Spring Hiking in Iceland
Spring hiking in Iceland can be very challenging as it can be difficult to find hiking routes with suitable conditions. The spring season brings melt and thaw and with that comes EXTREMELY MUDDY CONDITIONS! We are not talking about a little bit of mud, we are talking about knee deep mud patches. There are 2 main issues here that could be problematic.
Damage to Trails and Vegetation
When the trail is too muddy to walk on people often walk next to the trail damaging a greater area. Often trails or specific areas are closed by the Environmental Agency of Iceland because they become so sensitive to damage that they would be destroyed if kept open. The Environmental Agency of Iceland can not monitor all of the trails in the country which means that just because a trail is open does not mean that it is suitable for hiking. Iceland is famous for its natural beauty and we ask that hikers respect closures and use common sense when entering trails, even those that are open.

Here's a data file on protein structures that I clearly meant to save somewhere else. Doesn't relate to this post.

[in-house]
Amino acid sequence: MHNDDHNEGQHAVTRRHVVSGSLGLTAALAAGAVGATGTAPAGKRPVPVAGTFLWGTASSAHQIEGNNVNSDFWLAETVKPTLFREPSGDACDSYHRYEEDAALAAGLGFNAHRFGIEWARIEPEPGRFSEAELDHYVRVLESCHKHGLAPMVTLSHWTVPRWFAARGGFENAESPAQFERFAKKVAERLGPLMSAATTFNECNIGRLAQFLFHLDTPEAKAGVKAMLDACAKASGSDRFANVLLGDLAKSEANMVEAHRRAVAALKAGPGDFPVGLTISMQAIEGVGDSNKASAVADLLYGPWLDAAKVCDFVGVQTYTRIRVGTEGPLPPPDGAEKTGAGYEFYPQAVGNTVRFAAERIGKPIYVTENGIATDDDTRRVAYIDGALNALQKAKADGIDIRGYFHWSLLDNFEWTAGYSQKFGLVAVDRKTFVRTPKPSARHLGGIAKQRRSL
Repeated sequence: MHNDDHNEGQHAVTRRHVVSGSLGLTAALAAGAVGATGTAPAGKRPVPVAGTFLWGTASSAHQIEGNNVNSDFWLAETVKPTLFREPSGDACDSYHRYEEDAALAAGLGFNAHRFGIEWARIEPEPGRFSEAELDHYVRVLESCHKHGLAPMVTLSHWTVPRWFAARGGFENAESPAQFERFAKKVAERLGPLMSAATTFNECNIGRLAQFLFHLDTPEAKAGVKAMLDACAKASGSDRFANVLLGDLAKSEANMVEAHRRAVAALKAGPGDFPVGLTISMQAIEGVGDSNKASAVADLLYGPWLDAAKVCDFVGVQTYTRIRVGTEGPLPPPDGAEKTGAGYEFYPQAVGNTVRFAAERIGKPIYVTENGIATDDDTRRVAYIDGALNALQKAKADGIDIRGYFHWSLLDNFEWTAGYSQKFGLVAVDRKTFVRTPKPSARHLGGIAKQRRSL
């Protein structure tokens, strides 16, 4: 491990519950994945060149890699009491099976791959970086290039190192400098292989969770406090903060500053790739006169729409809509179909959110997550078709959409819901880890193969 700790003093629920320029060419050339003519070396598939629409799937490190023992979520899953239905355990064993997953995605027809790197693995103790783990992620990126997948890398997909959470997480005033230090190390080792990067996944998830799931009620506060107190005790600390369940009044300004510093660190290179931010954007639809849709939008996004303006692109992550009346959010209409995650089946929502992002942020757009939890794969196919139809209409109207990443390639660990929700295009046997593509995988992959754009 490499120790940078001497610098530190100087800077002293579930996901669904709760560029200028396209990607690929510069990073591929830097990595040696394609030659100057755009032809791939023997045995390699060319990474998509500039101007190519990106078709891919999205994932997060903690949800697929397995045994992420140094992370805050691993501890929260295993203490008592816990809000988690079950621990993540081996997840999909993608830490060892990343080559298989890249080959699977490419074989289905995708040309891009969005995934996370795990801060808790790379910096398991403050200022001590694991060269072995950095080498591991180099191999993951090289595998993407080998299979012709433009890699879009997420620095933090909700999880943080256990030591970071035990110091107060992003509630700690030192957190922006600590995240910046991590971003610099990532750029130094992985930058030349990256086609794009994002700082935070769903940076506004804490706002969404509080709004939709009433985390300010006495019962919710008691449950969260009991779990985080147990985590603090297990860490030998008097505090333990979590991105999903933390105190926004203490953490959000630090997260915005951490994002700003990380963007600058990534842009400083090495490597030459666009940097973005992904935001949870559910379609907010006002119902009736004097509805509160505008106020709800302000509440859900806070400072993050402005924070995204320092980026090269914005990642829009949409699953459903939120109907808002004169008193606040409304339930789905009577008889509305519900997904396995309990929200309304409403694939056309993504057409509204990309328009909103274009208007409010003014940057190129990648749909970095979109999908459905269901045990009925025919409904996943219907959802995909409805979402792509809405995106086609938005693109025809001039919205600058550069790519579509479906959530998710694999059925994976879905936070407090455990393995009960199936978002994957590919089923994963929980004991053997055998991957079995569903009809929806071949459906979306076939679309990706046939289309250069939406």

An extremely muddy trail can make for hazardous and uncomfortable hiking conditions. Hikers should be aware of the potential hazards on the trail before setting out. In spring hikers are at greater risk of injury if they are constantly slipping and sliding on the trail. If a hiker walks off the trail to avoid the mud they could be walking into a geothermal area with hidden areas of boiling water. Hikers must also pay attention to river levels as often rivers swell to hazardous levels in the spring during the melt season. There is often heavy rain in the spring as well which can also contribute to elevated river levels.
What Can You Do?
- Check our conditions page for updates on closures before heading out
- If in doubt, ask Safetravel about hiking conditions!
- If your main goal is to hike in Iceland plan your trip in summer or early fall when conditions are best
- Stay on the trail – if that is not possible cancel the hike and find a trail in better condition